Anglo-Saxon Coins and Seals; the White Horse


Figure 232
232.—Copper Syca.

The coins of a country are amongst the most valuable and interesting of its material monuments. “The study of coins is not to be considered as the province of the antiquary alone. Coins are among the most certain evidences of history.” (‘Penny Cyclopædia.’) In our engravings, we have presented a series of coins, from the earliest Anglo-Saxon period to the time of Edward the Confessor. They begin at page 60, Fig. 232; and continue in every page to page 69, Fig. 282. To enter into a minute description of these coins would be tedious to most readers, and not satisfactory, with our limited space, to the numismatic student. We shall therefore dismiss this branch of Old England’s antiquities with a few passing remarks suggested by some of this series.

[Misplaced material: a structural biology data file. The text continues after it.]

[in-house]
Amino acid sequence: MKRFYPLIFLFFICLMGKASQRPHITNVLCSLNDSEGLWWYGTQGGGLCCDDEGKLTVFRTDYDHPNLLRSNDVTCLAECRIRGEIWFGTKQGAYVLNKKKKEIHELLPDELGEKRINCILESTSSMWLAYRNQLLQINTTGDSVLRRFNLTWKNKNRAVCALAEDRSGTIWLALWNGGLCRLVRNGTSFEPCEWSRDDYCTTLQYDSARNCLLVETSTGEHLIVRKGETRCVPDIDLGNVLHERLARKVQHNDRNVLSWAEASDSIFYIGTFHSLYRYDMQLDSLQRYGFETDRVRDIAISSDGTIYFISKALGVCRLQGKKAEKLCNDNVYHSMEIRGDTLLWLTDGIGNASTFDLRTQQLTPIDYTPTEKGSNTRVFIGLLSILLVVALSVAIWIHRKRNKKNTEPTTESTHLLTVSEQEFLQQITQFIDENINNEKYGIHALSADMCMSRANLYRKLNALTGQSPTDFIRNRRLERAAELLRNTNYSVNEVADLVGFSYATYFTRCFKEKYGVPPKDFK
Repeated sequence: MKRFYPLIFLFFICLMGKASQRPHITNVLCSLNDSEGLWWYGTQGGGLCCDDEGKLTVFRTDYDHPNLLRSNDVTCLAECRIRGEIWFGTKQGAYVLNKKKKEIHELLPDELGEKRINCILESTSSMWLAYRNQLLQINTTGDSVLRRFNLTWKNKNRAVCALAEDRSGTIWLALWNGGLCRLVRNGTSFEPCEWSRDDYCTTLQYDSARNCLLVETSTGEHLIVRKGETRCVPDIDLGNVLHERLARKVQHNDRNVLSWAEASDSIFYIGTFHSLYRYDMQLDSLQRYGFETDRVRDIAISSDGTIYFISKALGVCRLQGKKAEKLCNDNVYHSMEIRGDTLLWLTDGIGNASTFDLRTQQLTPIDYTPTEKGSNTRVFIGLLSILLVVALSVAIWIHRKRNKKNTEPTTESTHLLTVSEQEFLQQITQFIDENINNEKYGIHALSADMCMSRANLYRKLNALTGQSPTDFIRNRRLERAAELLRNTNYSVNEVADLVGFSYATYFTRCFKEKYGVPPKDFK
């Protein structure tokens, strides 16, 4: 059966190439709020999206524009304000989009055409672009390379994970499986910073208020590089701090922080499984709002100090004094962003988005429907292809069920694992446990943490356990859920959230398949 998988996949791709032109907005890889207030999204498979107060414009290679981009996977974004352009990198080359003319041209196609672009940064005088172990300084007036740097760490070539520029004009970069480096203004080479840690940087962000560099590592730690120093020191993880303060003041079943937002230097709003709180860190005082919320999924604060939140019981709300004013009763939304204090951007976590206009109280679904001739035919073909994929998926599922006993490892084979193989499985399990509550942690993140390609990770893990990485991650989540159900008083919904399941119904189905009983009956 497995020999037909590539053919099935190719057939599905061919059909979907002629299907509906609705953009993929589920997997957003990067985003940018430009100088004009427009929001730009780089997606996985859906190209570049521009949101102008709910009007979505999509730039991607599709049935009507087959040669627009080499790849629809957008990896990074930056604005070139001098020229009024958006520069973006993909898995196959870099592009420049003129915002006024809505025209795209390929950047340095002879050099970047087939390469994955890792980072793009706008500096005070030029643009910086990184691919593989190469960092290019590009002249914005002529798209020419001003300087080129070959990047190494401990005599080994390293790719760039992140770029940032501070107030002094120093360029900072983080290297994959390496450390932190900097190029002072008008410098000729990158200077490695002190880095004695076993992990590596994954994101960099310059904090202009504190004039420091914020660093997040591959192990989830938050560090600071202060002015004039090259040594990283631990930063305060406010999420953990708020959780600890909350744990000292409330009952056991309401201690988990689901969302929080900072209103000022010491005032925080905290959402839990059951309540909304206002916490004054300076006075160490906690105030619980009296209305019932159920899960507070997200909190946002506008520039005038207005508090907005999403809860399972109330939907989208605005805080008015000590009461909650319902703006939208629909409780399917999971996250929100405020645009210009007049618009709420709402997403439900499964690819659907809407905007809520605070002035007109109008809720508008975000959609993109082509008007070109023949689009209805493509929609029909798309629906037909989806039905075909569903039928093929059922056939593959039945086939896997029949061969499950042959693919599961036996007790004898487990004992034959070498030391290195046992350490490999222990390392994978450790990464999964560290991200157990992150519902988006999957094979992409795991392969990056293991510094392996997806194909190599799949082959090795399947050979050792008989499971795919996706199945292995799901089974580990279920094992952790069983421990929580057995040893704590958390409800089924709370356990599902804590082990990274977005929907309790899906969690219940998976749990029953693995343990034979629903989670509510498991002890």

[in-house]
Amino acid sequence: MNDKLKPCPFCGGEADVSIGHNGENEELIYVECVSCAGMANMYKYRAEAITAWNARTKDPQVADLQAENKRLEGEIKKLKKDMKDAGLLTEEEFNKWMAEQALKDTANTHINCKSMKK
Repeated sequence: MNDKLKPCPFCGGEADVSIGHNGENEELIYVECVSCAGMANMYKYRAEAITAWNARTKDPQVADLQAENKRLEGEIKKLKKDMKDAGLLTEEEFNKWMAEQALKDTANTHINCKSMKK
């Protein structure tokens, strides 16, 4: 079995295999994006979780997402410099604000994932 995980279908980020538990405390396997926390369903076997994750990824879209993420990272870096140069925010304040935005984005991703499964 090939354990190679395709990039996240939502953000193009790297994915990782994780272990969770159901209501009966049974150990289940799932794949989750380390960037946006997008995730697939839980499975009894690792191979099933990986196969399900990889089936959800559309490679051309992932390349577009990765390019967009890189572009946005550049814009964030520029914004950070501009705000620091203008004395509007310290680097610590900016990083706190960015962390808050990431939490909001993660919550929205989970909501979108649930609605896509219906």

Figure 233
233.—Silver Coin.

The little silver coin, Fig. 233, is called a sceatta. This is a literal Anglo-Saxon word which means money; and when, in Anglo-Saxon familiar speech, the entertainer at a tavern is called upon to pay the shot, the coin of Victoria does the same office as the sceat of the early kings of Kent.

As the fund of our pleasure, let each pay his shot,


Figure 234
234.—Silver Penny of Offa, King of Mercia.